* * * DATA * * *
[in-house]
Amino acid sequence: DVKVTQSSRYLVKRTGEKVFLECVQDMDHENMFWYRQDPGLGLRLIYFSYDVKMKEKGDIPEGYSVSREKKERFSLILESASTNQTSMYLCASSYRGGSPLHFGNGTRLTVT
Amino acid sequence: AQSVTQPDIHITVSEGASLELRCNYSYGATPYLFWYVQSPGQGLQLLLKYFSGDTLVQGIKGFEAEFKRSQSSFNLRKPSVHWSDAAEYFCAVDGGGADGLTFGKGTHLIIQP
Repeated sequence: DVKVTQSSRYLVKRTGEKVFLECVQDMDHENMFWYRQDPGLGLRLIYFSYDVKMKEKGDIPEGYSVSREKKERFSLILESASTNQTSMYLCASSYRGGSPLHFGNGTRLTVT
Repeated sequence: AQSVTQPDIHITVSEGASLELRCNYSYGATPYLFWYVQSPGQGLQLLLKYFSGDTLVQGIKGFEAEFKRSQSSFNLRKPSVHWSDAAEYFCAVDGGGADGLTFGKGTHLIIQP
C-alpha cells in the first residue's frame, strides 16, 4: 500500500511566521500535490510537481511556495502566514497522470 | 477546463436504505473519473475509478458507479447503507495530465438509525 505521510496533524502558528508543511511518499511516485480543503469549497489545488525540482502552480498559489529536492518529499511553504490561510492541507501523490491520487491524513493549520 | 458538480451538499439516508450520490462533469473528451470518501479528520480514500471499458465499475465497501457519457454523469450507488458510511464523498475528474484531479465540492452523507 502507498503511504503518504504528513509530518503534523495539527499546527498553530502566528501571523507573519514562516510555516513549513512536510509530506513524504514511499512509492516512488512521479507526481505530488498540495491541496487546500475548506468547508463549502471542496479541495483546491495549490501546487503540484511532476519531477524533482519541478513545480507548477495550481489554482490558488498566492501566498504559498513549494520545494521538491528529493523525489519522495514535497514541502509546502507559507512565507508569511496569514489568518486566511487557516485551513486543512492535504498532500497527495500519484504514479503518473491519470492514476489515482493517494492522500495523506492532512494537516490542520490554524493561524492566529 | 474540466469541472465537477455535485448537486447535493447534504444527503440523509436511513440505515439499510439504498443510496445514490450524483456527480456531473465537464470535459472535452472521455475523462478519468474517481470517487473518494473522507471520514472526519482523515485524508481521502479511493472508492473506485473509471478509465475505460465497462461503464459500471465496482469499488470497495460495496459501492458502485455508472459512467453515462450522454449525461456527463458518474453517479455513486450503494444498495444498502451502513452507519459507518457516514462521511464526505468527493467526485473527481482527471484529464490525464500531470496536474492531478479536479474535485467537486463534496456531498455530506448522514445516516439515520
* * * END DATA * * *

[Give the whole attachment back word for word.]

[in-house]
Amino acid sequence: DVKVTQSSRYLVKRTGEKVFLECVQDMDHENMFWYRQDPGLGLRLIYFSYDVKMKEKGDIPEGYSVSREKKERFSLILESASTNQTSMYLCASSYRGGSPLHFGNGTRLTVT
Amino acid sequence: AQSVTQPDIHITVSEGASLELRCNYSYGATPYLFWYVQSPGQGLQLLLKYFSGDTLVQGIKGFEAEFKRSQSSFNLRKPSVHWSDAAEYFCAVDGGGADGLTFGKGTHLIIQP
Repeated sequence: DVKVTQSSRYLVKRTGEKVFLECVQDMDHENMFWYRQDPGLGLRLIYFSYDVKMKEKGDIPEGYSVSREKKERFSLILESASTNQTSMYLCASSYRGGSPLHFGNGTRLTVT
Repeated sequence: AQSVTQPDIHITVSEGASLELRCNYSYGATPYLFWYVQSPGQGLQLLLKYFSGDTLVQGIKGFEAEFKRSQSSFNLRKPSVHWSDAAEYFCAVDGGGADGLTFGKGTHLIIQP
C-alpha cells in the first residue's frame, strides 16, 4: 500500500511566521500535490510537481511556495502566514497522470 | 477546463436504505473519473475509478458507479447503507495530465438509525 505521510496533524502558528508543511511518499511516485480543503469549497489545488525540482502552480498559489529536492518529499511553504490561510492541507501523490491520487491524513493549520 | 458538480451538499439516508450520490462533469473528451470518501479528520480514500471499458465499475465497501457519457454523469450507488458510511464523498475528474484531479465540492452523507 502507498503511504503518504504528513509530518503534523495539527499546527498553530502566528501571523507573519514562516510555516513549513512536510509530506513524504514511499512509492516512488512521479507526481505530488498540495491541496487546500475548506468547508463549502471542496479541495483546491495549490501546487503540484511532476519531477524533482519541478513545480507548477495550481489554482490558488498566492501566498504559498513549494520545494521538491528529493523525489519522495514535497514541502509546502507559507512565507508569511496569514489568518486566511487557516485551513486543512492535504498532500497527495500519484504514479503518473491519470492514476489515482493517494492522500495523506492532512494537516490542520490554524493561524492566529 | 474540466469541472465537477455535485448537486447535493447534504444527503440523509436511513440505515439499510439504498443510496445514490450524483456527480456531473465537464470535459472535452472521455475523462478519468474517481470517487473518494473522507471520514472526519482523515485524508481521502479511493472508492473506485473509471478509465475505460465497462461503464459500471465496482469499488470497495460495496459501492458502485455508472459512467453515462450522454449525461456527463458518474453517479455513486450503494444498495444498502451502513452507519459507518457516514462521511464526505468527493467526485473527481482527471484529464490525464500531470496536474492531478479536479474535485467537486463534496456531498455530506448522514445516516439515520